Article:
Most men, if they live long enough, suffer from this.
The prostate can be thought of as like a three layered onion, with a soft hollow tube running through its centre from top to bottom. This tube is called the urethra, and goes from the bladder to the tip of the penis. It transmits urine from the bladder when we urinate, and semen when we ejaculate having sex.
The inner layer of the prostate ‘onion’ is called the transitional zone. In middle aged men it begins to gradually swell and enlarge. This normal swelling is called Benign Prostatic Hyperplasia (BPH). Some doctors use the term Benign Prostatic Hypertrophy instead, and both are interchangeable.
Why is BPH a problem?
• It gradually compresses and narrows the urethra, making urination slower and more difficult.
• When it enlarges upwards it alters the shape of a valve at the bottom of our bladder. This is closely attached to the prostate, and keeps urine in the bladder until we wish to urinate, when it relaxes and lets urine out. When the valve is affected by BPH, it is more influenced when we are lying down rather than upright, so we have to get up at night to urinate.
We gradually become aware of our enlarging prostates in our sixties. Some unlucky men in our fifties – some luckier in their seventies. It all comes on very slowly.
What Are The Symptoms of BPH?
• Slowness of urinary flow. ‘I had to move closer and closer to the loo until I had to stand above it’. This can wax and wane, but tends to gradually progress and worsen.
• Frequency – meaning having to urinate more often.
• Difficulty in getting started. Standing above the loo and waiting for things to happen. Again, this is very intermittent, with good and bad times. Pain is never a feature of this.
• Having to go again soon after having appeared to empty the bladder. This is termed double voiding.
• Getting up at night to pee, often more than once. This is a very common feature of BPH. Most of us can put up with it if it is infrequent, but it interferes with sleep and there is a risk of tripping over something in the dark.
• Dribbling after urinating.
• Urgency. This means needing to go at short notice. This is actually a bladder rather than a prostate problem, but is caused by the effect of an enlarging prostate on the bladder.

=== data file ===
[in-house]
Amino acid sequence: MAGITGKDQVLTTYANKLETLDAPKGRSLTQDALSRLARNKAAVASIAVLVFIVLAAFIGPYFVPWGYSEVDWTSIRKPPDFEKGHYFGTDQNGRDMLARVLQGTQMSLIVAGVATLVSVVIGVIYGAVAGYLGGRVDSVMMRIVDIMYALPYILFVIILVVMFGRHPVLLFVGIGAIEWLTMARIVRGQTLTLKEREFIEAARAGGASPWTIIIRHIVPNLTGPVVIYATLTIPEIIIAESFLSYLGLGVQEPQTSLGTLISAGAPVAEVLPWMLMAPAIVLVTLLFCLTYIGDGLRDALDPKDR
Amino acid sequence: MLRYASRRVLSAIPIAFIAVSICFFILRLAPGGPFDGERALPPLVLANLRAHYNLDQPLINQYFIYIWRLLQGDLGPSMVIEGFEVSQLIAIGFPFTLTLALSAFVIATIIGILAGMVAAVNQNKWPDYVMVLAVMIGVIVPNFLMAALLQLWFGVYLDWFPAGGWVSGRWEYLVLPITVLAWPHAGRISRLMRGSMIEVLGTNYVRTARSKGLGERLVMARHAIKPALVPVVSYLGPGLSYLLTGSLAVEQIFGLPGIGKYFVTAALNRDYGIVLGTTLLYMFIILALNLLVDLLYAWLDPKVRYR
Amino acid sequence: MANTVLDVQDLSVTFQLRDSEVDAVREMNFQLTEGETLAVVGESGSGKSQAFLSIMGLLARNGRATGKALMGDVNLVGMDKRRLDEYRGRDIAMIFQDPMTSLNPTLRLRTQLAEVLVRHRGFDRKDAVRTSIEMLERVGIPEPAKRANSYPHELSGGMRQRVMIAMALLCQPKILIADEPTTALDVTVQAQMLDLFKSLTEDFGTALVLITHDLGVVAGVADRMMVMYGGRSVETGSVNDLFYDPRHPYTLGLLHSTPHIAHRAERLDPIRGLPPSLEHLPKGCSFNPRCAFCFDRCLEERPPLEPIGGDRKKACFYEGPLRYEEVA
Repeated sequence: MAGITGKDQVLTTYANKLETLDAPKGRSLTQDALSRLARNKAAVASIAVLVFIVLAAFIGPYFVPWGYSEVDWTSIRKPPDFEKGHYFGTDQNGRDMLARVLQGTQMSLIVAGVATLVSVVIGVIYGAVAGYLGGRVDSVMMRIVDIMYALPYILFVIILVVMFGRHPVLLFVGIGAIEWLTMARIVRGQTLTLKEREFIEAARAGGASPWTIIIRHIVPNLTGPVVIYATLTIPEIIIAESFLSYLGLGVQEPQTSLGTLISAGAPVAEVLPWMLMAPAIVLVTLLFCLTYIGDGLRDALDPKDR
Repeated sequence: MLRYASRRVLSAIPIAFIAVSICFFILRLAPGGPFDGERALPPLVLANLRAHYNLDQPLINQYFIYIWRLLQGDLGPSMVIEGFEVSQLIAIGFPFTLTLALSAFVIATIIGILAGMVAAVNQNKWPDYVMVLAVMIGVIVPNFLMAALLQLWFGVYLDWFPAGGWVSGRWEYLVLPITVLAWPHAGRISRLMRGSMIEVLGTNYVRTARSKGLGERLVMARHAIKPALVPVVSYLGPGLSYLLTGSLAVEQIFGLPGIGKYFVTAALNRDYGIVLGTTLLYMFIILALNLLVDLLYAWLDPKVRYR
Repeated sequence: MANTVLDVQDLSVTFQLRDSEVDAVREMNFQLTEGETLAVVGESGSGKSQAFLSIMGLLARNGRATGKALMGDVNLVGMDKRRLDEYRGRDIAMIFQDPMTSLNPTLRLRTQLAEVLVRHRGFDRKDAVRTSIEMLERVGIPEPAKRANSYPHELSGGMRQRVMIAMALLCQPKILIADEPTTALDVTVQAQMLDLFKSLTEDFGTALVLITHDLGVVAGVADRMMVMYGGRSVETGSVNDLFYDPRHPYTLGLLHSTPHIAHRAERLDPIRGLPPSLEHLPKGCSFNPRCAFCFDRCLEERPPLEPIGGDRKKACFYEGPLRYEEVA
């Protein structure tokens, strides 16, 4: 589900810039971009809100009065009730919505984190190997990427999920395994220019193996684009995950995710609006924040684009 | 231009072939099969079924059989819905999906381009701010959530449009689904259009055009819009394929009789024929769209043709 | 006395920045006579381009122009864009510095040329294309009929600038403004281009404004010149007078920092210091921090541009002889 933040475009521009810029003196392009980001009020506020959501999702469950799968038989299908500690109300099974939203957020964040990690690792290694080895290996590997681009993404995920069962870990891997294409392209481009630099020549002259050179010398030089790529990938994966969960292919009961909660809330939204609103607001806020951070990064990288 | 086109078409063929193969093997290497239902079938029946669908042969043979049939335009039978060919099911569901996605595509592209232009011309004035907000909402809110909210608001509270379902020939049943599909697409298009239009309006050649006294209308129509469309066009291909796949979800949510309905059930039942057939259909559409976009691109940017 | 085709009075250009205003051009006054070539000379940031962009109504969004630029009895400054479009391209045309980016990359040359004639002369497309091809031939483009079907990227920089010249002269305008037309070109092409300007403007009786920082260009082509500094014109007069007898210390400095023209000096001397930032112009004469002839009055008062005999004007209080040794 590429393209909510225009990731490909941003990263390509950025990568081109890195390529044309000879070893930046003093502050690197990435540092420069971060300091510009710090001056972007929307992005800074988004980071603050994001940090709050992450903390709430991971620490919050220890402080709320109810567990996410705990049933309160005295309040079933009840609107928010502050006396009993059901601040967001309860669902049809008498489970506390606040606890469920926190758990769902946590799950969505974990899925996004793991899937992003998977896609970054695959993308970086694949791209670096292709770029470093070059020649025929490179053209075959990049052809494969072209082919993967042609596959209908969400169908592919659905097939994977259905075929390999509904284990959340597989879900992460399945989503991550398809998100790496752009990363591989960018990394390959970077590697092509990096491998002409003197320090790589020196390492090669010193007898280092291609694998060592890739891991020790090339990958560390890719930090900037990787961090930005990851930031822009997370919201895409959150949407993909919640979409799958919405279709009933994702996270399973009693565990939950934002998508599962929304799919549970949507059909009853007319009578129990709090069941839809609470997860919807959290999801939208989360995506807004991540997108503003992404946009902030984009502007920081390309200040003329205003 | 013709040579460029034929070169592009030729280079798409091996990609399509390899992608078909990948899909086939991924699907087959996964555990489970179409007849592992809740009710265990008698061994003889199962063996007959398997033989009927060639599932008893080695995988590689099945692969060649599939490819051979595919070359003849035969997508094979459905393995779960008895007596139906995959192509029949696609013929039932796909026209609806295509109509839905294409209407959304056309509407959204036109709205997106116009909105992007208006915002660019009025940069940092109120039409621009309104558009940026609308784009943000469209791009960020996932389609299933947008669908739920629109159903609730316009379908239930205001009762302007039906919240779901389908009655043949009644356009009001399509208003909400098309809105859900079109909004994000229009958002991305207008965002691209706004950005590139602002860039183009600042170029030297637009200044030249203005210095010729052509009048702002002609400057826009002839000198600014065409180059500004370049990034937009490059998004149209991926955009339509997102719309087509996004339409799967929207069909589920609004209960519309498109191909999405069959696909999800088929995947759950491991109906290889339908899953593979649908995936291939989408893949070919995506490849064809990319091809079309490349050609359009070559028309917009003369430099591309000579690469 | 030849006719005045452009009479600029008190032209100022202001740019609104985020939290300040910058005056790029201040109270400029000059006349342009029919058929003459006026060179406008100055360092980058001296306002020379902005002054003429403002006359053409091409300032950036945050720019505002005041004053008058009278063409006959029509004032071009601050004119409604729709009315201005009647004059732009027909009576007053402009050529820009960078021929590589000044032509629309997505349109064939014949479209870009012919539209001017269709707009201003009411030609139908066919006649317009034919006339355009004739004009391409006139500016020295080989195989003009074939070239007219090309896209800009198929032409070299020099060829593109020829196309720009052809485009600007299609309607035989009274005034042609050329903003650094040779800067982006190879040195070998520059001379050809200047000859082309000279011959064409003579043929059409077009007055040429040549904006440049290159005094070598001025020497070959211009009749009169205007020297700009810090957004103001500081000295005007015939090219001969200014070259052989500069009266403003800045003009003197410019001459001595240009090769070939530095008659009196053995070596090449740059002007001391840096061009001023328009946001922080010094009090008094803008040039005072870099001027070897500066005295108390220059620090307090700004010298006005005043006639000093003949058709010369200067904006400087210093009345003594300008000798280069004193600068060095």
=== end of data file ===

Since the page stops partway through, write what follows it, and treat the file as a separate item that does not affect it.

What are not common symptoms of BPH?
• Blood in the urine. This needs to be checked, but it can sometimes be caused by BPH.
• Pain on urination. This is more likely to be due to infection or inflammation and needs to be investigated.
• Pain on ejaculation.
• Frequency if associated with thirst and drinking a lot of fluids. This may be diabetes.
• Lower abdominal pains.
Management of BPH
If you think you may have BPH, the first thing to do is complete the International Prostate Symptom Score, or IPSS. This is available here. Ideally print off your copy.
The total scored is divided into three categories.
Total Score Significance 0-7 Mild symptoms 8-19 Moderate symptoms 20-35 Severe symptoms
Mild Prostatic Symptoms
With mild symptoms the best advice is to adopt some simple measures and repeat the score in one year. These include:
• Try to anticipate when urinary frequency and urgency are likely to be most inconvenient, and reduce the amount that you drink beforehand. For example, when you go out, don’t drink much for 2-3 hours before you go out. Don’t drink within 2 hours of bedtime.
• After passing urine, go back to the toilet again after a few minutes to try to pass some more. This aims to make sure the bladder is emptied completely.
• Consider reducing or stopping caffeine (commonly found in tea, coffee and cola). Coffee is the worst.
• If urgency is a problem – try some distraction techniques such as breathing exercises and mental tricks (for example, counting) to take your mind off the bladder.
• If frequency is a problem – try retraining the bladder by holding on for as long as you can each time before passing urine. The bladder muscle can be trained to expand more in this way.
• Eventually, the bladder may be trained to hold on for longer each time before you need to go to the toilet.
• If you are a smoker then stopping smoking may significantly improve your symptoms, as nicotine directly irritates the bladder. This is not a myth.
Moderate to severe symptoms.
If you score more 8 or more on the IPSS you should see your GP to get your prostate checked. It helps a GP if you print off the answers to your IPSS score and bring it with you. While symptoms of BPH are most of the time caused by an enlarged prostate, sometimes there are other reasons and these need to be checked.
Your GP will usually: